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A Matter of Life and Death (The Criterion Collection) [Blu-ray]
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Michael Powell and Emeric Pressburger’s heavenly romance
A stunning technicolor reverie
After miraculously surviving a jump from his burning plane, RAF pilot Peter Carter (David Niven) encounters the American radio operator (Kim Hunter) to whom he has just delivered his dying wishes, and, face-to-face on a tranquil English beach, the pair fall in love. When a messenger from the hereafter arrives to correct the bureaucratic error that spared his life, Peter must mount a fierce defense for his right to stay on earth—painted by production designer Alfred Junge and cinematographer Jack Cardiff as a rich Technicolor Eden—climbing a wide staircase to stand trial in a starkly beautiful, black-and-white modernist afterlife.
Intended to smooth tensions between the wartime allies Britain and America, Michael Powell and Emeric Pressburger’s richly humanistic A Matter of Life and Death traverses time and space to make a case for the transcendent value of love.
“A romantic, daring and beautifully realized allegorical fantasy—one of the best of the Powell/Pressburger movies.” —Martin Scorsese
Special Edition Features
- 4K digital restoration
- Interview with filmmaker Martin Scorsese
- Interview with editor Thelma Schoonmaker
- The Colour Merchant, a 1998 short film featuring cinematographer Jack Cardiff
- Short doc on the film’s special effects, restoration demonstration, audio commentary, and more!
After miraculously surviving a jump from his burning plane, RAF pilot Peter Carter (David Niven) encounters the American radio operator (Kim Hunter) to whom he’s just delivered his dying wishes and, face-to-face on a tranquil English beach, the pair fall in love. When a messenger from the afterlife arrives to correct the clerical error that spared his life, Peter must mount a fierce defense for his right to stay on earth—painted by production designer Alfred Junge and cinematographer Jack Cardiff as a rich Technicolor Eden—climbing a wide staircase to stand trial in a starkly beautiful, black-and-white modernist heaven. Peppered by humorous jabs intended to smooth tensions between the wartime allies Britain and America, Michael Powell and Emeric Pressburger’s richly humanistic A Matter of Life and Death traverses time and space to make a case for the transcendent value of love.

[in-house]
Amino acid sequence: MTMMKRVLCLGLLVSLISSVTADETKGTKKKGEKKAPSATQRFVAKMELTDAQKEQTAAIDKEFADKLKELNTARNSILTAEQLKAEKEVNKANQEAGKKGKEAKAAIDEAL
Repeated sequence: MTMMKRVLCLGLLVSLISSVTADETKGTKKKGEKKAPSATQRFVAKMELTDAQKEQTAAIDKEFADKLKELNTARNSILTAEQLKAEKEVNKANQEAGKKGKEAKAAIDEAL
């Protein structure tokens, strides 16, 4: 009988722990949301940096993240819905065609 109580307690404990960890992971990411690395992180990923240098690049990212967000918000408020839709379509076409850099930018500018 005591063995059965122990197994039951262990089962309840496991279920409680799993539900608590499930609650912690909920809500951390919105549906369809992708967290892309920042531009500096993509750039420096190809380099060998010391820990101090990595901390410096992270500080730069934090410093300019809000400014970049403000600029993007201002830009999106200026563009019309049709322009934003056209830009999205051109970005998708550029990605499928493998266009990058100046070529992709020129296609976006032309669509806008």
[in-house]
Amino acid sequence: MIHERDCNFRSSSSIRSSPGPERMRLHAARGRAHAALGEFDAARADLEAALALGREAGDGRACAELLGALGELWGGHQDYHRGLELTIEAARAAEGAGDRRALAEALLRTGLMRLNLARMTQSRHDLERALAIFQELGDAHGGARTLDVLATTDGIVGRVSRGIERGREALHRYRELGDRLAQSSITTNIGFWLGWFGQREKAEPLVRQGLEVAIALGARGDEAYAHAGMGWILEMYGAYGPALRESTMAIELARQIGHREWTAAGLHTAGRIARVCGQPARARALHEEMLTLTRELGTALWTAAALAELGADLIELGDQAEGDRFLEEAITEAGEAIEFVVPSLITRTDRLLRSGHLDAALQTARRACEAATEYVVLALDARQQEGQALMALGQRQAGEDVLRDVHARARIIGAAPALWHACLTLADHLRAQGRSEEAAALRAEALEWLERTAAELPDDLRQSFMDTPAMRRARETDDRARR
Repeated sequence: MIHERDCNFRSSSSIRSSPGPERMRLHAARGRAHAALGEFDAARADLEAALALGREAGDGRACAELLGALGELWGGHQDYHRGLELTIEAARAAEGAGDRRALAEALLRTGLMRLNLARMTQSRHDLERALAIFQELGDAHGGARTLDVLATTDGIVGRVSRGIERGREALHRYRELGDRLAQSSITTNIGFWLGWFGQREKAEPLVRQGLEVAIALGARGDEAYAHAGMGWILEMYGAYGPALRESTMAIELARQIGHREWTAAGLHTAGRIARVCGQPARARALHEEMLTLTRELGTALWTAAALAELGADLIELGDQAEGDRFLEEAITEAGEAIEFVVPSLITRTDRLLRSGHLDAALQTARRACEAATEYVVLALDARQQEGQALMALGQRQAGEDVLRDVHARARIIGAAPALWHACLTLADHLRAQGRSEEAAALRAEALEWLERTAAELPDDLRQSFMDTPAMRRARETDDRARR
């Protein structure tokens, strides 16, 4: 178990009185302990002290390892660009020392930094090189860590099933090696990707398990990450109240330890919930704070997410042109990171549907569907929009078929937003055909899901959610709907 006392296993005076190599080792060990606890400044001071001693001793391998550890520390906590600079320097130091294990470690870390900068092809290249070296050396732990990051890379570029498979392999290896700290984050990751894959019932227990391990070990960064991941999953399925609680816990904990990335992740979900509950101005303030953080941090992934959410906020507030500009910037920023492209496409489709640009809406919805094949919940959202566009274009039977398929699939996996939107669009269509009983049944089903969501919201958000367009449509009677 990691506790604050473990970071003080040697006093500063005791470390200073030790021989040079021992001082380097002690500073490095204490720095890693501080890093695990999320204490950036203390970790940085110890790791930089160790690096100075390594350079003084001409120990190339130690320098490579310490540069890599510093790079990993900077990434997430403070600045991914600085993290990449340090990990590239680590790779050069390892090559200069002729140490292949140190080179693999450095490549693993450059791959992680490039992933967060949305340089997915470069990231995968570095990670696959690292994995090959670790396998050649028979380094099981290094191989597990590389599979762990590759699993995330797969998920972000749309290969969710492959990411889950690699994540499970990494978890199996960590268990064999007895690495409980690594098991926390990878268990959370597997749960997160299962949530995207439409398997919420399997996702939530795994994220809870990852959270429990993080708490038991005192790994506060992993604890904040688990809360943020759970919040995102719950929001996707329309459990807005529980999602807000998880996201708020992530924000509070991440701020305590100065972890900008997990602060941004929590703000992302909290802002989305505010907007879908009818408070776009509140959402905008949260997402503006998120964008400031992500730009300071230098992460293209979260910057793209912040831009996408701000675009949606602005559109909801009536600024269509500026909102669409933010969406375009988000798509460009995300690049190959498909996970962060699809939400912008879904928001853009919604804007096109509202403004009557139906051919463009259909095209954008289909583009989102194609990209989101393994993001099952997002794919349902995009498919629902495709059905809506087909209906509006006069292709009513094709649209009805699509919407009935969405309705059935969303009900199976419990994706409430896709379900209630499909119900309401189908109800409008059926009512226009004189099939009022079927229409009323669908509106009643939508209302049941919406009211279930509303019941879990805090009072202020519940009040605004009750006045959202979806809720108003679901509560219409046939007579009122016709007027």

- Is Discontinued By Manufacturer : No
- MPAA rating : s_medPG PG (Parental Guidance Suggested)
- Product Dimensions : 7 x 6 x 1 inches; 1 Pounds
- Director : Michael Powell;Emeric Pressburger
- Media Format : NTSC, Subtitled
- Run time : 1 hour and 44 minutes
- Release date : July 24, 2018
- Actors : Kim Hunter;David Niven
- Subtitles: : English
- Studio : Criterion Collection
- ASIN : B07CH6415W
- Number of discs : 1
- Best Sellers Rank: #4,932 in Movies & TV (See Top 100 in Movies & TV)
- Customer Reviews:
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For those of us who have seen both 35mm and 16mm dye transfer prints and then have had to suffer (and I do mean suffer) through every previous home video iteration - breathe easy - we finally have the transfer we've been waiting for. This new 4K transfer from Criterion (well, from Sony) is, in a word, spectacular. We finally have the correct color, we finally have the sharpness and contrast, we finally have the BEAUTY of this most beautiful film. I had my breath taken away many times during my viewing of this Blu-ray. I'm sure the usual anti-Criterion brigade will find something to howl about with bits or bytes or blacks or teal - they never stop and they are idiots and you must never ever listen to them. If you love this film you will be in heaven. If you don't know this film give it a chance, although if you only like louder, faster this is not for you.